Well, I did it - the most incredible, toughest, painful (and at times most emotional) four hours, 25 minutes and 28 seconds of my life. It was easily one of the most amazing experiences I've ever had, and despite being in some serious pain toward the end, I can honestly say I ran most of it with a smile on my face.
I was running for Mind, the mental health charity. In 2006 my Dad tragically took his own life after battling with depression, and I can't help feeling that if more support was available, or we'd known more about Mind, we could well have had a different outcome. Here's how it went:
With the loose ambition (delusions of grandeur in all honesty) of a sub-4:00 time, I headed to Greenwich Park with a fair amount of nervous excitement and anticipation. It's worth noting at this point that I got into the marathon through a Mind Golden Bond place that I found out about at the end of January - news that I followed with a pretty messy two weeks of snowboarding in France. Having done a few halves before, with 10 weeks of actual running, and a maximum distance of 19 miles under my belt, here I was attempting the London Marathon, wondering what on earth I was doing!
After the trip in from Abbey Wood to Blackheath, Em and I walked across the common to the Red Start. We really began to get a feel for the enormity of the event. We said goodbye and I queued for the toilet armed only with a tube of Voltarol and Lanacane anti-chafing gel, emerging 30 minutes later having emptied both. At least if I fell I could cover a few yards by sliding along the road! I was allocated Pen 7 so after the gun went it was 13 minutes before my pen had squeezed through the gates of Greenwich Park and over the start line.
The first few miles went well (albeit slower than hoped) despite it being very busy. The course was surprisingly tight and it was difficult getting past slower runners and even some walkers. A sub-4:00 time meant 9:09 per mile, and after four miles of 10-minute-miling I abandoned any aspiration of my first aim and set about getting around comfortably and enjoying the atmosphere, which was already fantastic. The DJs, bands, drummers, bell-ringers, fancy dress runnners and crowd support meant I was already running with a smile on my face and really enjoying it.
Through Mile 6 I'd settled into a 9:30 pace but it was still congested. Around the Cutty Sark in Greenwich, it seemed like the crowd were spilling onto the course as the run slowed to a walk in some spots. Shortly after, the crowd seemed to be in even better voice as they cheered someone running in a massive pair of butterfly wings - it wasn't until I got alongside him that I realised it was Richard Branson.
Over the next few miles I got a boost from seeing my 'Kerb Crew' and the Mind supporters at the Surrey Docks, and shortly afterwards overtook the world-record winning human caterpillar that included Princess Beatrice. Going over Tower Bridge was really something special and the crowd, as they were all day, were brilliant.
I started to feel the burn in my left calf and behind the knee shortly after crossing the half-marathon point (in 2:09) and put that to the back of my mind for a while. The next few miles seemed to fly past and before I knew it I was heading into a packed and very noisy Canary Wharf, where I got a much needed boost from the electric atmosphere and from seeing Tom (Em's brother) and his girlfriend Laura.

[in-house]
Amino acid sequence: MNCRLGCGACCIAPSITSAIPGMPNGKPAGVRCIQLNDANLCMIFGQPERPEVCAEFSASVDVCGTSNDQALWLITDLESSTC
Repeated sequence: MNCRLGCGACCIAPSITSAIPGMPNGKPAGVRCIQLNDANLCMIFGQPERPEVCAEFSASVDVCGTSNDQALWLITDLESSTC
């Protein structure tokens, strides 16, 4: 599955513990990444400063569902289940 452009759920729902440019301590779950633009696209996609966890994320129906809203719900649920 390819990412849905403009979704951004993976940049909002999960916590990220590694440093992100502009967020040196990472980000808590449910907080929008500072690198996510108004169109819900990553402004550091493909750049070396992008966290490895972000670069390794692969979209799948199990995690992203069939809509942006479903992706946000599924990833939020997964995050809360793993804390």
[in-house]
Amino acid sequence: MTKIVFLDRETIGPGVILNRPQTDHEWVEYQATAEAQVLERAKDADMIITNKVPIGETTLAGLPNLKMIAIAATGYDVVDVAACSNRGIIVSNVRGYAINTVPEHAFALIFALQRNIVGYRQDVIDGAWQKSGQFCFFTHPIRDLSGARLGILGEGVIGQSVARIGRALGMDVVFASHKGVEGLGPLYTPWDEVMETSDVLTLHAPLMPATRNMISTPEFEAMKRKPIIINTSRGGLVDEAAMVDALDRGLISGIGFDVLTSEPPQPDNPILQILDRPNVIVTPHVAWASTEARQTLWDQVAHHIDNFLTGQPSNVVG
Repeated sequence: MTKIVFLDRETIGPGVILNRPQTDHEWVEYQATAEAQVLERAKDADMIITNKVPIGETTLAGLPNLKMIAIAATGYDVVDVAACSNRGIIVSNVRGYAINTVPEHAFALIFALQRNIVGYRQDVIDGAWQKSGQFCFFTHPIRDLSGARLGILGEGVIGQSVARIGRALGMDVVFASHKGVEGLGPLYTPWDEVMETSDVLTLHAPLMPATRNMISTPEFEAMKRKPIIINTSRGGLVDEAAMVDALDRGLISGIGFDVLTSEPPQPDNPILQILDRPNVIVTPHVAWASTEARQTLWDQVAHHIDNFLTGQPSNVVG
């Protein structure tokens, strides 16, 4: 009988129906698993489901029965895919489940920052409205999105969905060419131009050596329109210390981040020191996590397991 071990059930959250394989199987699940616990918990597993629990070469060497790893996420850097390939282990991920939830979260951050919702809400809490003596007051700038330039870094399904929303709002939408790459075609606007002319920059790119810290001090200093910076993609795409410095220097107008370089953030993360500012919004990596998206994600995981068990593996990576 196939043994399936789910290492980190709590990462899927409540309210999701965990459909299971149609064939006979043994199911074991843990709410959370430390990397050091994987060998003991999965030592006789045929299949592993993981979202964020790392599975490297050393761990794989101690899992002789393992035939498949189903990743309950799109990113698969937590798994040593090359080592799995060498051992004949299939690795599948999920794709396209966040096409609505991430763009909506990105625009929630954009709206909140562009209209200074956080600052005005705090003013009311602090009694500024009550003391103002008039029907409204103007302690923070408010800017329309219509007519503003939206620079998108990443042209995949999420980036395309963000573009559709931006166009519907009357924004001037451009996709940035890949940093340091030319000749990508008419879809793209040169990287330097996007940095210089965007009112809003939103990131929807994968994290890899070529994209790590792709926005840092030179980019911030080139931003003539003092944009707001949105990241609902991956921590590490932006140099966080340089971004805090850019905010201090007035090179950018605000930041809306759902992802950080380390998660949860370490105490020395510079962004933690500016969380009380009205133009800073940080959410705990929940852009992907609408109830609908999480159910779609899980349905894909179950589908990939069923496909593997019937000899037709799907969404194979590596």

Heading out of Canary Wharf I went through Mile 19 with knee pain, calf strain and stomach cramp into thoroughly uncharted territory. Luckily there was plenty of water on offer, most of which was squeezed straight onto my knees, calves and hamstrings, knowing tough times were ahead. As I came along the highway toward the Embankment I saw a familiar banner and the welcome cheers of Mam, Al, Ad, Chris and Steppy, and at Mile 22 I really needed it! A particular highlight was the harpie-like screeching from Em that will hopefully feature in a Facebook video sometime soon!
The last few miles were strangely enjoyable despite the pain. After stopping for a quick stretch I came out of the tunnel at Blackfriars to the sight of Big Ben and the Houses of Parliament - nearly there, until I realised there was still over two miles to go as I passed the Mile 24 marker!
The last two miles were where the really hard work was done. I'd heard a lot about the crowd dragging you over the last few miles and they really do - all along the Embankment the crowds were phenomenal. With my name on my vest the lift I got from all the strangers cheering me on was incredible. The Jelly Babies from the crowd, the thoughts of all the support I've had from family, friends and colleagues, the money raised and of course thoughts of my Dad spurred me on around the corner past Westminster and towards Buckingham Palace.
My legs were numb and at this point and I was running on pure adrenalin as I passed the '600m to go' sign. Turning onto The Mall and seeing the finish line was a very special moment for me - I just about managed to muster the energy to smile for the cameras! Emotions overcame me at that point that and after such a massive effort and some pain, I don't mind admitting that I shed a few tears whilst picking up my medal.
Would I do it again? Definitely. Would I recommend it? Absolutely (just give yourself plenty of training time!).
Thanks of course go to everyone who supported me - through donations, e-mails, text messages of good luck and encouragement, and of course to Em (who has endured months of sweaty trainers in the hallway), Mam, Al, Ad, Gill, Dave, Tom, Laura, Chris (cracking hospitality made for a hassle-free Sunday morning) and Steppy who all made a massive effort coming to London to cheers me on. I couldn't have done it without them.